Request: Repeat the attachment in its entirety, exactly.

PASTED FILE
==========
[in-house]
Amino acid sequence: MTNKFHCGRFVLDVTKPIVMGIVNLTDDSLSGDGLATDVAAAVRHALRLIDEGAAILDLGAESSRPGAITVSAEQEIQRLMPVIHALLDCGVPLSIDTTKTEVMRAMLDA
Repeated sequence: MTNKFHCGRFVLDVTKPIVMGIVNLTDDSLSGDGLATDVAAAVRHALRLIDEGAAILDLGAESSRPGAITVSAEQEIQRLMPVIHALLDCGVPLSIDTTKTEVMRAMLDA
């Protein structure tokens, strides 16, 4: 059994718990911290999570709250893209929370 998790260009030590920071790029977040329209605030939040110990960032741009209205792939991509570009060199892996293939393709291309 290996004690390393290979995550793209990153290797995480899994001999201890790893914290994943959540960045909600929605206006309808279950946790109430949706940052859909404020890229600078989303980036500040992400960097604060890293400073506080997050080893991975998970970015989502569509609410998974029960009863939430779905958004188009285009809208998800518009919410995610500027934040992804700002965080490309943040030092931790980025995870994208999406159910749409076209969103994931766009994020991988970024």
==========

[in-house]
Amino acid sequence: MTNKFHCGRFVLDVTKPIVMGIVNLTDDSLSGDGLATDVAAAVRHALRLIDEGAAILDLGAESSRPGAITVSAEQEIQRLMPVIHALLDCGVPLSIDTTKTEVMRAMLDA
Repeated sequence: MTNKFHCGRFVLDVTKPIVMGIVNLTDDSLSGDGLATDVAAAVRHALRLIDEGAAILDLGAESSRPGAITVSAEQEIQRLMPVIHALLDCGVPLSIDTTKTEVMRAMLDA
């Protein structure tokens, strides 16, 4: 059994718990911290999570709250893209929370 998790260009030590920071790029977040329209605030939040110990960032741009209205792939991509570009060199892996293939393709291309 290996004690390393290979995550793209990153290797995480899994001999201890790893914290994943959540960045909600929605206006309808279950946790109430949706940052859909404020890229600078989303980036500040992400960097604060890293400073506080997050080893991975998970970015989502569509609410998974029960009863939430779905958004188009285009809208998800518009919410995610500027934040992804700002965080490309943040030092931790980025995870994208999406159910749409076209969103994931766009994020991988970024």